State survey: Snowpack water-content high
The water content in the snowpack is 134 percent of average for this time of year, the latest statewide survey showed.
That's good news.
Electronic readings indicate the water content in the the northern Sierra/Trinity range is 102 percent of normal and 58 percent of the April 1 seasonal average.
Department of Water Resources issued the report, which included the early storms this season have also replenished California's reservoirs.
Lake Oroville in Butte County, the State Water Project's principal reservoir with a capacity of 3.5 million acre feet, is at 71 percent of capacity, 113 percent of average for this time of year.
Shasta Lake, the federal Central Valley Project's principal storage reservoir with a capacity of 4.5 million acre feet, was reported at 73 percent of capacity, 115 percent of normal for this time of year.
The snowpack normally provides about a third of the water for California's homes, farms and industries as it melts into streams, reservoirs and aquifers in the spring and early summer.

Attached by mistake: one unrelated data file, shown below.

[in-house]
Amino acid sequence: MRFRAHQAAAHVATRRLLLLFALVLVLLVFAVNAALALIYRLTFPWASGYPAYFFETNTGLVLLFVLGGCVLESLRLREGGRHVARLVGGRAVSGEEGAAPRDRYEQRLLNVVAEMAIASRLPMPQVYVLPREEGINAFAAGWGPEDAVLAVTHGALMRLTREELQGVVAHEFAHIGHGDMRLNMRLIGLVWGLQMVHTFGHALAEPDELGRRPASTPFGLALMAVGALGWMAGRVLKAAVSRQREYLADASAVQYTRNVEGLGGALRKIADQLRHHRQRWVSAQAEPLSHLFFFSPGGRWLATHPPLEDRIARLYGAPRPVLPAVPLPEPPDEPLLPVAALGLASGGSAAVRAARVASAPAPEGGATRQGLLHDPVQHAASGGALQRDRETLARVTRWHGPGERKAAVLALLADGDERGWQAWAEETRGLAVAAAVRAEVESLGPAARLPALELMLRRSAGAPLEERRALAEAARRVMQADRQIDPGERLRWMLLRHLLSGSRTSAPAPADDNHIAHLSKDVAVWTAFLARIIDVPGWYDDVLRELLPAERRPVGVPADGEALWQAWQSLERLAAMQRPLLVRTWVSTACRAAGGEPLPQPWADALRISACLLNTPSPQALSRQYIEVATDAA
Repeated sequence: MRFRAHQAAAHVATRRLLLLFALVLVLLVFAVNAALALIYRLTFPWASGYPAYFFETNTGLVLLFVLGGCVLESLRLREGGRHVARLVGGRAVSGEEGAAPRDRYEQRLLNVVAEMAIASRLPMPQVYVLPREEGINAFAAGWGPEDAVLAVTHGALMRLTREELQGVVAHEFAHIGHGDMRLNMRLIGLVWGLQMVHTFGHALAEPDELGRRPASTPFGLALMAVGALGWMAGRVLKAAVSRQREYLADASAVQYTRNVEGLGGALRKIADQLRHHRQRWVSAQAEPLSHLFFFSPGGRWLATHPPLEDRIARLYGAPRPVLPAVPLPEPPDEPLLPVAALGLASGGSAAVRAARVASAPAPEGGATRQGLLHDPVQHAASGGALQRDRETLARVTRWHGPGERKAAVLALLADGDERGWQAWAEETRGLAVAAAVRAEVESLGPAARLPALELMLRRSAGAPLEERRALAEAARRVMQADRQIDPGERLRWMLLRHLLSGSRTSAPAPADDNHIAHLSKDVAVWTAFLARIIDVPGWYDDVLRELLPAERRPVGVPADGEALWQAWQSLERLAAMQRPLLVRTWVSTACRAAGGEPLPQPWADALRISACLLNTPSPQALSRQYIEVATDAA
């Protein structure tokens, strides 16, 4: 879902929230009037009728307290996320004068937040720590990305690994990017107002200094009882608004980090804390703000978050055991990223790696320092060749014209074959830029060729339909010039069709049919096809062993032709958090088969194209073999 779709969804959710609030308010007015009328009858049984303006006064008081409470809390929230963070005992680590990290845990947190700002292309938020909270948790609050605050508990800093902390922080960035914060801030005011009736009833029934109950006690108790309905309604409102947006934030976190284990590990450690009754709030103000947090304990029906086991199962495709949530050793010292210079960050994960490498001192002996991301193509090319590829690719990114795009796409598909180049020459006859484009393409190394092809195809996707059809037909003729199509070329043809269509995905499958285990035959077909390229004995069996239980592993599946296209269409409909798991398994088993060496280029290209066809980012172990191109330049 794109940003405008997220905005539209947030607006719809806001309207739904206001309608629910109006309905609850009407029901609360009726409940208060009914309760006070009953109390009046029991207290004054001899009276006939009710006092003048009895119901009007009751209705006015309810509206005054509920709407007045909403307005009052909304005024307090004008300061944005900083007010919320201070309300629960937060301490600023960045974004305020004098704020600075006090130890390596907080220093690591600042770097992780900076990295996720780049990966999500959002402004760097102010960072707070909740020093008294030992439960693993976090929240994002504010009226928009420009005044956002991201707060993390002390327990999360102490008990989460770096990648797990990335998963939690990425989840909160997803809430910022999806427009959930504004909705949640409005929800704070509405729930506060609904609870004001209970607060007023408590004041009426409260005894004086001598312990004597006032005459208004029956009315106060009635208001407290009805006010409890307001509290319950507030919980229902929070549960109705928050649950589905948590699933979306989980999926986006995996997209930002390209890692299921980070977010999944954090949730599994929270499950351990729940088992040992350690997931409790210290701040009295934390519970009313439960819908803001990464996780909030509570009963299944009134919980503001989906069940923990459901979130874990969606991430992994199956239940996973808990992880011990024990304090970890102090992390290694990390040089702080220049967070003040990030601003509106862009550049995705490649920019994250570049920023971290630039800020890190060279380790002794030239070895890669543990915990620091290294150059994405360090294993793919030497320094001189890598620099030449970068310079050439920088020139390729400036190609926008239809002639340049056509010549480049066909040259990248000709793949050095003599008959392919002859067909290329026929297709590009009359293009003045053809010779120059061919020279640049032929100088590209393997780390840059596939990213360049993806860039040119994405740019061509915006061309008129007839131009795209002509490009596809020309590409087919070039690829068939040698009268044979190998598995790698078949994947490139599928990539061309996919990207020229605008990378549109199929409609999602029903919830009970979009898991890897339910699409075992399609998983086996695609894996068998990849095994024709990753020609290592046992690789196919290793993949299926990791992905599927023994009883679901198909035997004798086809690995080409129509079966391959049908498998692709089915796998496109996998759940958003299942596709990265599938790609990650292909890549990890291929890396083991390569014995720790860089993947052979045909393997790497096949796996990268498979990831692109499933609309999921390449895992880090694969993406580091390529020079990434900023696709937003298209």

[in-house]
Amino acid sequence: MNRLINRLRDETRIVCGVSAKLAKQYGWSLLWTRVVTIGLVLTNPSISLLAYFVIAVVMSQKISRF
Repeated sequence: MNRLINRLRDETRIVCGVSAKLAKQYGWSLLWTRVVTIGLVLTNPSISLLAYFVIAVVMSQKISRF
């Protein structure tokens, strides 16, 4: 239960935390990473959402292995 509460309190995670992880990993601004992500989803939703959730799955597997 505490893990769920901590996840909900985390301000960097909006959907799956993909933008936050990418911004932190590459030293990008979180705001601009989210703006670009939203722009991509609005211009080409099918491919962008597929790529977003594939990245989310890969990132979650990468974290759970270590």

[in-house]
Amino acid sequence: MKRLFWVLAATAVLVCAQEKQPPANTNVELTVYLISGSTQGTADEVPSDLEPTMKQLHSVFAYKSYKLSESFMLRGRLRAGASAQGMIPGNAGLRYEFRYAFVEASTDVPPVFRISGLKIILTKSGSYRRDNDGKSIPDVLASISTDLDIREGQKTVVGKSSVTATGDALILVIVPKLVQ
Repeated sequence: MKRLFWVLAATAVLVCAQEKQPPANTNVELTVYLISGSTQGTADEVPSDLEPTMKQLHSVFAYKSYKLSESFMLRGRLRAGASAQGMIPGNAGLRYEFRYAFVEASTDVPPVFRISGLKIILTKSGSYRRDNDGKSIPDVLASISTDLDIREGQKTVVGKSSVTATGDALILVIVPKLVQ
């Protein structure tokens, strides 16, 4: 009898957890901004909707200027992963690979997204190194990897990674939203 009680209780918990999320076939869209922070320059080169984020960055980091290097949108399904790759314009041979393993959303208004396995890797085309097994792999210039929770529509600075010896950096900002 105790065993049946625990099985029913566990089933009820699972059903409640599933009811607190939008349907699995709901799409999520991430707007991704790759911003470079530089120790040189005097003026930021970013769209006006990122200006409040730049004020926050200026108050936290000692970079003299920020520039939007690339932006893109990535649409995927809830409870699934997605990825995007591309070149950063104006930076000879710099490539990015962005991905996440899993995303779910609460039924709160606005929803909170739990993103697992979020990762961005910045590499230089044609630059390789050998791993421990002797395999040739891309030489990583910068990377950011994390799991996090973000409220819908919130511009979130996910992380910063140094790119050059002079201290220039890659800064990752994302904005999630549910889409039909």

Water resources currently estimates that it will be able to deliver 40 percent of the slightly more than 4 million acre-feet of State Water Project water requested for this calendar year by the 29 public agencies, including the Corning Water District, that supply more than 25 million Californians and nearly a million acres of irrigated farmland.
The delivery estimate is expected to increase as more winter storms develop. The final allocation of State Water Project water in calendar year 2012 was 65 percent of requested deliveries.
The next scheduled statewide snow survey will be conducted on Tuesday.
Each of the state's 300-plus snow courses is visited at least once by a snow surveyor for data gathering. Even at stations monitored automatically, data must be verified.
Water resources said an average snow course is 1,000 feet long, and most courses consist of about 10 sample points to insure sound statistical data.
From two to six courses are measured in a day. It is not uncommon for some snow surveyors to ski 10 to 15 miles and climb more than 5,000 feet in a single day.